For this problem, we fix the correlation coefficient between the two models to since the different level of accuracy of the two solvers varies as a result of different mesh discretization, unlike the previous examples where higher fidelity codes resulted from scaling the low fidelity ones. We split the available high fidelity observations to 75 training points and 45 test points while all low fidelity observations are used in training the ARGP using MCMC. As expected, Algorithm 1 converges slower than in the previous synthetic examples due to the higher dimensionality. Figs. 8 & 9 show the comparison of the ARGP mean predictions ( 2-standard deviations) for the two quantities of interest vs the test observations for reduced dimensionalities . Clearly the fit improves significantly as increases and reported residual mean square error (RMSE) value simply confirms this fact by reducing to as low as & respectively. The quality of fit on the test data for can serve as a stopping criterion when testing for different reduced dimensionalities and no need for further exploration on is required. To further support this claim we report values of the loglikelihodd function and the Bayesian Information criterion (BIC) bishop . The latter is a standard criterion used for model selection and is given by the loglikelihood expression penalized by a term that depends on the number of training data points and model parameters. Specifically,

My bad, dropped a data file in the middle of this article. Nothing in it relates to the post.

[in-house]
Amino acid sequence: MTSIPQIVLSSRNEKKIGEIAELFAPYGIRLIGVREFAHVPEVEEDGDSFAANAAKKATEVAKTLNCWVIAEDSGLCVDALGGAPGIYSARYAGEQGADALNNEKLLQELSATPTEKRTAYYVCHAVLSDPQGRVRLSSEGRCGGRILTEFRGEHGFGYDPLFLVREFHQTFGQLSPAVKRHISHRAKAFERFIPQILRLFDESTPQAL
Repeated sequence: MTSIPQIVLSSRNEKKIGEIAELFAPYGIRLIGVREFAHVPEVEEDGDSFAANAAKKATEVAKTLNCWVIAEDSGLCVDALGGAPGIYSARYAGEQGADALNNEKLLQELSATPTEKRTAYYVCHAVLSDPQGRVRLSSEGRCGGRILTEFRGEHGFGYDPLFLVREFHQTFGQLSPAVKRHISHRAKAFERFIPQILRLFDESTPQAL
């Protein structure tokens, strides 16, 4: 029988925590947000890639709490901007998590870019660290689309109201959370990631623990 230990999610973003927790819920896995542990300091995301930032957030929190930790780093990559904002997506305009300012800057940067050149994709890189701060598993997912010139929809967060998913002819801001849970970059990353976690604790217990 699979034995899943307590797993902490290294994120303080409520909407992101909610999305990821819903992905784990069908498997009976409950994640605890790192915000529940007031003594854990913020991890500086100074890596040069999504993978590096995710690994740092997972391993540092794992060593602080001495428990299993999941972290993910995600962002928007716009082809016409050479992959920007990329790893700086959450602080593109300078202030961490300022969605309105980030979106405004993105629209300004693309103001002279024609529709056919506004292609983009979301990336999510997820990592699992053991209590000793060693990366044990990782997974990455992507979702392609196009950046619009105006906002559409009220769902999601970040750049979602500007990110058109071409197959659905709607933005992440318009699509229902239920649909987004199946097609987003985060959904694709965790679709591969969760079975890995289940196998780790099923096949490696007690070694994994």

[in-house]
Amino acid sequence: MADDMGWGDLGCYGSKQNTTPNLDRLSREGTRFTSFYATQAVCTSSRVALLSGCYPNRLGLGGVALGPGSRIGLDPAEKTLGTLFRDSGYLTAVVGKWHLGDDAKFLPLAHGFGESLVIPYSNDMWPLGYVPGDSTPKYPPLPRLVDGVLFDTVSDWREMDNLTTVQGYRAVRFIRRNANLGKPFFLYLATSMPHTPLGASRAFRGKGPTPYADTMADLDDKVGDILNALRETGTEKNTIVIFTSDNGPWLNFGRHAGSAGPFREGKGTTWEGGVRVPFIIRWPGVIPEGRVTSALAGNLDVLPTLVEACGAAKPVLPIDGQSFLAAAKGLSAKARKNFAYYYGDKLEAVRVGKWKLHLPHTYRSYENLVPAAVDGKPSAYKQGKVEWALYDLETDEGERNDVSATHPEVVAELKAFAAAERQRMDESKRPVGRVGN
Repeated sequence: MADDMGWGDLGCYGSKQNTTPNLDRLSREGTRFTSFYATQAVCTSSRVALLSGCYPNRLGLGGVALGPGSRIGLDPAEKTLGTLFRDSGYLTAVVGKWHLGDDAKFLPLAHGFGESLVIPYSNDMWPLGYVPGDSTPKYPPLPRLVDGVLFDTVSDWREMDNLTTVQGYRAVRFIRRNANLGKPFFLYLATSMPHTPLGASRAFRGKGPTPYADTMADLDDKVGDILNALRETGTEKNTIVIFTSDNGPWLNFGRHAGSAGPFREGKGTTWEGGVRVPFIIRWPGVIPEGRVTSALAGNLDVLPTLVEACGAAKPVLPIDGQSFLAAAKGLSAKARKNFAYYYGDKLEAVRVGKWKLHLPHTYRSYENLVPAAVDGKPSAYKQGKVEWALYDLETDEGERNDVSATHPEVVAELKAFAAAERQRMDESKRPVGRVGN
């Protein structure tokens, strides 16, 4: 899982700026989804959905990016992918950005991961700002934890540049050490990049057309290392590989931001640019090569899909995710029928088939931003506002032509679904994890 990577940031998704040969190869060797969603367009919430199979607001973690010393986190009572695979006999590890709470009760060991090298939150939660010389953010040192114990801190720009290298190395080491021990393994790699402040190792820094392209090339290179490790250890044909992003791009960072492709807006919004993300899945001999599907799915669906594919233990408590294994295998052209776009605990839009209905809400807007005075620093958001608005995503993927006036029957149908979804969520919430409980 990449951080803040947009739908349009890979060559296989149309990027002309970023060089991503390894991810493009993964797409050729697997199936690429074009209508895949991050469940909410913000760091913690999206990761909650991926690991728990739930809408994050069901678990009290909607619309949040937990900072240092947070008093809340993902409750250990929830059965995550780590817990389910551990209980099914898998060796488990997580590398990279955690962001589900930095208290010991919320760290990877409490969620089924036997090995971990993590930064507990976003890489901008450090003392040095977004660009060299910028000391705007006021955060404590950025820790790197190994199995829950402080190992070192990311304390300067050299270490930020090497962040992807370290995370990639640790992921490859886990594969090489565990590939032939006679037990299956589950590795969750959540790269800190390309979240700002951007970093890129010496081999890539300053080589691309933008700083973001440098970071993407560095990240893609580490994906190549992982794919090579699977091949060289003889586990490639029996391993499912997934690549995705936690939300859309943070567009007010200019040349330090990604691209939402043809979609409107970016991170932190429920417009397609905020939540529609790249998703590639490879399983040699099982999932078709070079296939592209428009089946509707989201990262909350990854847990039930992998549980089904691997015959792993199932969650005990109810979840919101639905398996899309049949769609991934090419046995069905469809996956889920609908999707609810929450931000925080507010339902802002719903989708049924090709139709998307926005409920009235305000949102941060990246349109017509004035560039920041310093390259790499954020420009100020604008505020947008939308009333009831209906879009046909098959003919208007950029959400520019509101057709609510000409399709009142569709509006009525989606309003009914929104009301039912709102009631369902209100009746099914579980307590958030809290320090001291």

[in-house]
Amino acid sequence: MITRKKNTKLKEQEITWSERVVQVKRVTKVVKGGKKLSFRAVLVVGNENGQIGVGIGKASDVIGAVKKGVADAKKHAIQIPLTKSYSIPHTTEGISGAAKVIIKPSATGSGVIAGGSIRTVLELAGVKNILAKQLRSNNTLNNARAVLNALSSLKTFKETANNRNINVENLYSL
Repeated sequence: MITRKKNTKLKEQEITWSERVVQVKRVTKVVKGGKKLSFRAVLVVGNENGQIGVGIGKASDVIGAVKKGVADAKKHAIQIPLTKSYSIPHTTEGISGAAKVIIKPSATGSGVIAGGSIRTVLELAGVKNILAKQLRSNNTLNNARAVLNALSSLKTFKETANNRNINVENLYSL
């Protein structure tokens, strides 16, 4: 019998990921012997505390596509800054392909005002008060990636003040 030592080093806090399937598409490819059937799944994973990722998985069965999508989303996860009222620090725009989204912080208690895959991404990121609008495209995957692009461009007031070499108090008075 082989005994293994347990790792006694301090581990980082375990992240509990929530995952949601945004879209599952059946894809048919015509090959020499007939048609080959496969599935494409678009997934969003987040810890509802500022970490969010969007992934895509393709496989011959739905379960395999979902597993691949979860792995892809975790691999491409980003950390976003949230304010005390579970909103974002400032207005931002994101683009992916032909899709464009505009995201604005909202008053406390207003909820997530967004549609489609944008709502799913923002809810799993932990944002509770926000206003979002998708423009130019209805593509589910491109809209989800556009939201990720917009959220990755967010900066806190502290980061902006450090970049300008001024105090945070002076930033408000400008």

where is the number of model parameters to be inferred and is the maximum likelihood estimate. The largest values of BIC typically indicate the most favorable model. We plot the maximum log-likelihood and the BIC values as a function of in Fig. 10. We observe that the log-likelihood becomes almost constant, indicating that no further improvement in terms of fitting the training set can be achieved. The BIC on the other hand drops at , indicating that the number of parameters (penalty term) becomes significantly large, thus the trade-off between data-fit improvement and number of parameters to be inferred has already a negative trend.

Figure 8: Airfoil shape optimization. Test observations of aerodynamic efficiency vs ARGP predictions for .
Figure 9: Airfoil shape optimization. Test observations of pseudo-reaction vs ARGP predictions for .
Figure 10: Airfoil shape optimization. Maximum log-likelihood and Bayesian Information criterion values for reduced dimension .